As India develops, problem of high food inflation will get less severe: RBI MPC member Ashima Goyal

As the weight of food in consumption falls and food consumption itself becomes more diversified, the impact and size of future food price shocks falls, she noted

Updated - April 25, 2024 12:05 pm IST

Published - April 25, 2024 11:38 am IST - New Delhi

Buyers seen busy selecting rice and pulses  at a market.

Buyers seen busy selecting rice and pulses at a market. | Photo Credit: SUSHIL KUMAR VERMA

The problem of high food inflation will be "less severe" in India going ahead, as modern supply chains with diversified sources can help quickly address sudden spikes in prices of specific food items, RBI Monetary Policy Committee (MPC) member Ashima Goyal said on April 25.

Stressing that the share of food in the household budget is high in India, Ms. Goyal said policy needs to focus on increasing agricultural productivity, since stable agricultural prices are important for non-inflationary growth.

Also Read | Extreme weather may pose risk to inflation, says RBI Bulletin

"As India develops, this problem (high food inflation) will get less severe, for a number of reasons. Modern supply chains with diversified sources respond quickly to large spikes in specific items," she told PTI.

Ms, Goyal further pointed out that one does not hear of tomato or onion prices spiking in advanced economies.

"We naturally have diverse geographic regions, better integrated markets sourcing from different regions can help mitigate climate change induced food price spikes," she said.

Moreover, as the weight of food in consumption falls and food consumption itself becomes more diversified, the impact and size of future food price shocks falls, she noted.

Ms. Goyal stressed that under flexible inflation targeting, expectations get better anchored.

She cited the example of East Asia, where food prices were allowed to rise and agriculture was subsidized only after food budget shares fell.

Also Read | Inflation drops to 10-month low in March, but no relief on food bills yet

"India unfortunately opted for a distorting system of subsidies to farmers as well as to consumers," she said, adding that given India's huge population this was very expensive and reduced the space for government investment in agriculture.

Besides, Ms. Goyal said it also kept inflation high as procurement prices rose each year.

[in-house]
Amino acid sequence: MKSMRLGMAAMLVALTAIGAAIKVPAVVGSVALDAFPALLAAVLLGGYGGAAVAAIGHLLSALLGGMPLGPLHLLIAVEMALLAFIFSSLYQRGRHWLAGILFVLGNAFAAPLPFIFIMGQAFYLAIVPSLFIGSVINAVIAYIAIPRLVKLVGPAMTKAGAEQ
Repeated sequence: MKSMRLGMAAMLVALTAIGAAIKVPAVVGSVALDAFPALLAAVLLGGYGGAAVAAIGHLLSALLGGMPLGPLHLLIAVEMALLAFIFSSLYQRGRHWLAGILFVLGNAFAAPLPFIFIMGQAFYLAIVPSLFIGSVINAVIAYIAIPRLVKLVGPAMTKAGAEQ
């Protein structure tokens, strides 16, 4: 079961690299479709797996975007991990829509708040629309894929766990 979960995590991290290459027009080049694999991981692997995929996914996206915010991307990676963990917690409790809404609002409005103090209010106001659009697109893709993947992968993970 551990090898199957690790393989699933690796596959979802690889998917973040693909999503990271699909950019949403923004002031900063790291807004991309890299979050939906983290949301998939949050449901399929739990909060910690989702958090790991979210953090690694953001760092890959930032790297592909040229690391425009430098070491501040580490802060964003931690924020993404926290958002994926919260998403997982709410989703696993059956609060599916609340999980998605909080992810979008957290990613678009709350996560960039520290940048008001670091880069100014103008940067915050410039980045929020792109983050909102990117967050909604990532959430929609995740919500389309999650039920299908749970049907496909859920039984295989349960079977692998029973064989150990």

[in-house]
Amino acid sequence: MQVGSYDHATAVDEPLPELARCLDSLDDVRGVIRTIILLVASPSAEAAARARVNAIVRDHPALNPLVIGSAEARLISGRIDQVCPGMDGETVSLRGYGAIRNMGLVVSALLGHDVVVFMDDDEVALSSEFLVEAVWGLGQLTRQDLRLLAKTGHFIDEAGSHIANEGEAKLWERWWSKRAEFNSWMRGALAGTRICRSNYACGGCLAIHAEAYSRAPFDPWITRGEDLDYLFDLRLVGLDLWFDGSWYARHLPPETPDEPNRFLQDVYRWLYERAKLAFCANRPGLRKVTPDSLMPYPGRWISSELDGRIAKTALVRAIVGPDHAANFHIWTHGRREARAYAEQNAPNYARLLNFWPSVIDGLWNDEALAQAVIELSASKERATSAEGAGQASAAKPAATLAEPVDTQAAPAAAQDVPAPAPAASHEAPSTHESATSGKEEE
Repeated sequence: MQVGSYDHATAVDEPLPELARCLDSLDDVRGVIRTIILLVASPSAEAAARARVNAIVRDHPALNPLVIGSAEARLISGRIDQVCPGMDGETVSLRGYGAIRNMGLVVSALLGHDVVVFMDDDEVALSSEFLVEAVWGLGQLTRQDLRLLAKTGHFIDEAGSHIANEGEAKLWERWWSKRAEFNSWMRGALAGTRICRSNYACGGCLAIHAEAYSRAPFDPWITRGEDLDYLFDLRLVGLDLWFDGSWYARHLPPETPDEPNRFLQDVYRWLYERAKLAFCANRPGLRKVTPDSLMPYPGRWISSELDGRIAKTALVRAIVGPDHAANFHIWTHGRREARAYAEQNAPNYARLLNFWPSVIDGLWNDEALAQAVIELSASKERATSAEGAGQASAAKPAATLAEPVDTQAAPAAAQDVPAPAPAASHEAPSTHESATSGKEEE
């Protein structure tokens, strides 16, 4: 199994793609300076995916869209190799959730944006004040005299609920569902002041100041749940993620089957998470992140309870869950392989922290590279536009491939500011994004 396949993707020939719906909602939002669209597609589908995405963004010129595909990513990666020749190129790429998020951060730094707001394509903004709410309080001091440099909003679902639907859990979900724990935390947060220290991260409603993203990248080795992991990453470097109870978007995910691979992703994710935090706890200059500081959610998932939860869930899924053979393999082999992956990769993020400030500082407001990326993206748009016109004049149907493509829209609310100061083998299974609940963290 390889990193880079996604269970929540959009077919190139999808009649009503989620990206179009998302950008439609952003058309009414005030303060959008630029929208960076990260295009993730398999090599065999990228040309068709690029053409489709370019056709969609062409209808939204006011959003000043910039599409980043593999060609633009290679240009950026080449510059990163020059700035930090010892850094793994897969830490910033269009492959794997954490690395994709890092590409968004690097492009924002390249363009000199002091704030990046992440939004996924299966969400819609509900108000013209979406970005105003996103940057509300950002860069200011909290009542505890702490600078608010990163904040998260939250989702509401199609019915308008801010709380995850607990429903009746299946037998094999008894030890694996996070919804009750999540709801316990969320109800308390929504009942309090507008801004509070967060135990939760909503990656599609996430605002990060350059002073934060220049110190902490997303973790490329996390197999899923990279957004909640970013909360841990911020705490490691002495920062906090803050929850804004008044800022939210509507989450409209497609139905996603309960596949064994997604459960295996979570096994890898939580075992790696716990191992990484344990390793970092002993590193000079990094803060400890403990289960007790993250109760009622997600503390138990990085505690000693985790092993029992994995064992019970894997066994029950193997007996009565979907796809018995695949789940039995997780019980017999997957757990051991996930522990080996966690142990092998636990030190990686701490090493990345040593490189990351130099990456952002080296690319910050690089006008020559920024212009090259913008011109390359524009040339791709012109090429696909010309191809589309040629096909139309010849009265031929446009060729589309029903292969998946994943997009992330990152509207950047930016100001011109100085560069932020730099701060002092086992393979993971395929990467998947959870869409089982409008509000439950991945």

She said agricultural productivity is finally rising supported by a policy reset, along with the availability of new technologies even though further policy adjustment is required, she stressed.

According to official figures, retail inflation declined to a five-month low of 4.85% in March, mainly due to cooling down of food prices. The inflation in the food basket was at 8.52% in March, down from 8.66% in February.

RBI Governor Shaktikanta Das has recently said that the baseline projections show inflation moderating to 4.5% in 2024-25, from 5.4% in 2023-24, and 6.7% in 2022-23.

Replying to a question on India's current macroeconomic situation, Ms. Goyal said conditions have been created for sustainable and inclusive growth.

"We are seeing results since 2021 with continued robust growth, reduction in multi-dimensional poverty, more assets and infrastructure sustainably helping the lower income groups, more opportunities for youth," she said.

Ms. Goyal said inequality has risen but the famous 'Kuznets inverted U-curve' tells us that this is normal in a period of high growth and should come down over time.

But for the economy to continue on such a path, the eminent economist said policy continuity is very important.

"Policy lessons on what worked must be internalized, domestic policy shocks avoided and external shocks smoothed, even as supply-side enabling reforms continue," Ms. Goyal suggested.

She emphasised on the need of enhancing the economy's resilience and diversity saying, "we live in troubled times of geopolitical, geoeconomic and climate fragilities."

Also Read | Indian economy projected to grow 6.5% in 2024: UNCTAD

During 2023-24, the economy is likely to record a growth rate of near 8% on account of good performance of manufacturing and infrastructure sectors.

Recently, the International Monetary Fund (IMF) raised India's growth projection to 6.8% for 2024, from its January forecast of 6.5%, citing bullish domestic demand conditions and a rising working-age population.

The Asian Development Bank (ADB) also raised India's GDP growth forecast for the current fiscal to 7%, from 6.7% earlier, saying the robust growth will be driven by public and private sector investment demand and gradual improvement in consumer demand.

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